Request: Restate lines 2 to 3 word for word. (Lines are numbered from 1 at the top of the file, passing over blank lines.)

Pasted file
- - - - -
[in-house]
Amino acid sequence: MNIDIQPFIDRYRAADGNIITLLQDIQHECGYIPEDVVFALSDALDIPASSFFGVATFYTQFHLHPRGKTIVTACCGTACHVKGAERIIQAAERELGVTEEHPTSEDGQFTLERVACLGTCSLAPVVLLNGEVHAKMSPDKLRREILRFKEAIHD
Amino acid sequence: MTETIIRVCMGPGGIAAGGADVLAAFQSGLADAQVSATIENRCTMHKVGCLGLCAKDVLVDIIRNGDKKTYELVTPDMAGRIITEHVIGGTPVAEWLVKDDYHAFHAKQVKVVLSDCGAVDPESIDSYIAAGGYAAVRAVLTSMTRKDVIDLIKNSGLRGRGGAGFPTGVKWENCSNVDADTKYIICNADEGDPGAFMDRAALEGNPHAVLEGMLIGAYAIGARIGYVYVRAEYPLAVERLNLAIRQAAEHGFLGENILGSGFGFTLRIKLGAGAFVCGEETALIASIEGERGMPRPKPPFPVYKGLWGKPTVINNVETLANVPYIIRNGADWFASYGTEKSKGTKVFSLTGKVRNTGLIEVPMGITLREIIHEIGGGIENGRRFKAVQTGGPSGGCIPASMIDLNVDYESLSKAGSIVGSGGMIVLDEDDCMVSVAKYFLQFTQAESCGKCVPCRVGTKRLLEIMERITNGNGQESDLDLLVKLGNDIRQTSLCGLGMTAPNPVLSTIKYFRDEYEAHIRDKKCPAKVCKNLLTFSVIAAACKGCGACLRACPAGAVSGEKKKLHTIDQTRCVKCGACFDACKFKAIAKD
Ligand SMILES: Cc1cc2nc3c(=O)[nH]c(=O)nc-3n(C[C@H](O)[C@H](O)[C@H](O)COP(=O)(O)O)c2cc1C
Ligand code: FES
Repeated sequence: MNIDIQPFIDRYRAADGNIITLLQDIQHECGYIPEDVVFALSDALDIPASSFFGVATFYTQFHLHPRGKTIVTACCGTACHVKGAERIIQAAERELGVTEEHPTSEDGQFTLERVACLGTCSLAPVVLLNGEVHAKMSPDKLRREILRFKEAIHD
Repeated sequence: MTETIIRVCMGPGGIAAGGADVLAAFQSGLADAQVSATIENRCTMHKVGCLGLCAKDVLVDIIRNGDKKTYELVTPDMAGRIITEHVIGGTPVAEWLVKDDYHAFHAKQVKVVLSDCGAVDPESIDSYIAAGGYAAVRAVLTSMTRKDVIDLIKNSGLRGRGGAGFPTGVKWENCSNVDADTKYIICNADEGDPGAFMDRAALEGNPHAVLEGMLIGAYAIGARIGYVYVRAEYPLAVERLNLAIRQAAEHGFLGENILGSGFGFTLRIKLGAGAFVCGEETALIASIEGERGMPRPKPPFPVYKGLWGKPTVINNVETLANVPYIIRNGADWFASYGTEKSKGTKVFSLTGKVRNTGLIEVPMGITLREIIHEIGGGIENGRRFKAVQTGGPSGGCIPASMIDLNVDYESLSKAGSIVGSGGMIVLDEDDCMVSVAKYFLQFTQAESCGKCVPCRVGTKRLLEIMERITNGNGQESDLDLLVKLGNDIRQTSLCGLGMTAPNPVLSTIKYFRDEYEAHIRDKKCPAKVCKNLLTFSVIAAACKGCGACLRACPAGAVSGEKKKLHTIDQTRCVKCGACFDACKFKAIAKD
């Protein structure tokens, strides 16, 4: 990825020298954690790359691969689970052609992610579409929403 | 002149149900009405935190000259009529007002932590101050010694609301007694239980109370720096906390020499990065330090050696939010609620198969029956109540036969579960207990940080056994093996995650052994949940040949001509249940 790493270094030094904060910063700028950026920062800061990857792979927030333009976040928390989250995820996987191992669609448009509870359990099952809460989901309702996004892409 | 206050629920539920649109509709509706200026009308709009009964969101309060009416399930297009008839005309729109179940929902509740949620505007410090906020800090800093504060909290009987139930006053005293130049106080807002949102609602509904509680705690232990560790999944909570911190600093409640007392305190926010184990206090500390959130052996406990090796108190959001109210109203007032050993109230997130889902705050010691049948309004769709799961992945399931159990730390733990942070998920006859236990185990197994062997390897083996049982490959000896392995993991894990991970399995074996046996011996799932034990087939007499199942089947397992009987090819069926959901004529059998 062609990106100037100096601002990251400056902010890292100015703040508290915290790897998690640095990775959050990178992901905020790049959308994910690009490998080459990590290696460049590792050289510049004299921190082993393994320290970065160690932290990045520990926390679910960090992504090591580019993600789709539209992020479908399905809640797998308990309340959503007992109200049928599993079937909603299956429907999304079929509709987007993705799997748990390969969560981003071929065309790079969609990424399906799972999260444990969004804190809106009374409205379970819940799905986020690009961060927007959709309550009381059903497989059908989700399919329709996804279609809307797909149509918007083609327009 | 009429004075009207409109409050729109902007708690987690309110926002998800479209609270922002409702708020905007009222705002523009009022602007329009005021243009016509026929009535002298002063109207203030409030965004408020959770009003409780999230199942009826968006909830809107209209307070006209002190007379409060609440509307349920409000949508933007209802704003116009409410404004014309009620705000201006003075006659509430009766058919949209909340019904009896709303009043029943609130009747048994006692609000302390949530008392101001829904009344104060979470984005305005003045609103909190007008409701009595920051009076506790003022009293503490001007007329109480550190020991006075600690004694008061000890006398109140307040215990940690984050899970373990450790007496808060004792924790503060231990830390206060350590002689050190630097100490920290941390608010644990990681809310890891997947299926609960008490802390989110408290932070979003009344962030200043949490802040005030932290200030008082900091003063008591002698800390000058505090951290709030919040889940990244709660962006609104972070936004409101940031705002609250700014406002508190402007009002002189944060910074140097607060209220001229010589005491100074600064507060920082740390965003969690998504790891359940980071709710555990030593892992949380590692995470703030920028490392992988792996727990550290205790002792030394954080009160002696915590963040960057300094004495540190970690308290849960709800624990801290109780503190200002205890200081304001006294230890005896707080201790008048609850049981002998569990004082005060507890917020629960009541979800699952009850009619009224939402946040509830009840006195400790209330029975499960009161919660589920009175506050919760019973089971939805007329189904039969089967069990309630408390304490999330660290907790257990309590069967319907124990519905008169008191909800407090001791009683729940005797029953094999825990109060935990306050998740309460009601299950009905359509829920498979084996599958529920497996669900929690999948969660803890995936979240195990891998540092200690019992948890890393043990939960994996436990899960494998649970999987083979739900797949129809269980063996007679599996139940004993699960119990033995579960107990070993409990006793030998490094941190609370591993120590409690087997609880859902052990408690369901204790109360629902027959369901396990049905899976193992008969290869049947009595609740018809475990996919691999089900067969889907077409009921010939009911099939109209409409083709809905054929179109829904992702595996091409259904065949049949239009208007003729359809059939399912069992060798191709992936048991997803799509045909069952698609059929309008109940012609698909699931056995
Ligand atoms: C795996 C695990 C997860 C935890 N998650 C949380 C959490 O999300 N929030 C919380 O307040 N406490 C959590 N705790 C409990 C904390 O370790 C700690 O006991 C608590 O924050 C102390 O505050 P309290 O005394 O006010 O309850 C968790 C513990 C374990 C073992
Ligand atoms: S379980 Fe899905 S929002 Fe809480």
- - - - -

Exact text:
Amino acid sequence: MNIDIQPFIDRYRAADGNIITLLQDIQHECGYIPEDVVFALSDALDIPASSFFGVATFYTQFHLHPRGKTIVTACCGTACHVKGAERIIQAAERELGVTEEHPTSEDGQFTLERVACLGTCSLAPVVLLNGEVHAKMSPDKLRREILRFKEAIHD
Amino acid sequence: MTETIIRVCMGPGGIAAGGADVLAAFQSGLADAQVSATIENRCTMHKVGCLGLCAKDVLVDIIRNGDKKTYELVTPDMAGRIITEHVIGGTPVAEWLVKDDYHAFHAKQVKVVLSDCGAVDPESIDSYIAAGGYAAVRAVLTSMTRKDVIDLIKNSGLRGRGGAGFPTGVKWENCSNVDADTKYIICNADEGDPGAFMDRAALEGNPHAVLEGMLIGAYAIGARIGYVYVRAEYPLAVERLNLAIRQAAEHGFLGENILGSGFGFTLRIKLGAGAFVCGEETALIASIEGERGMPRPKPPFPVYKGLWGKPTVINNVETLANVPYIIRNGADWFASYGTEKSKGTKVFSLTGKVRNTGLIEVPMGITLREIIHEIGGGIENGRRFKAVQTGGPSGGCIPASMIDLNVDYESLSKAGSIVGSGGMIVLDEDDCMVSVAKYFLQFTQAESCGKCVPCRVGTKRLLEIMERITNGNGQESDLDLLVKLGNDIRQTSLCGLGMTAPNPVLSTIKYFRDEYEAHIRDKKCPAKVCKNLLTFSVIAAACKGCGACLRACPAGAVSGEKKKLHTIDQTRCVKCGACFDACKFKAIAKD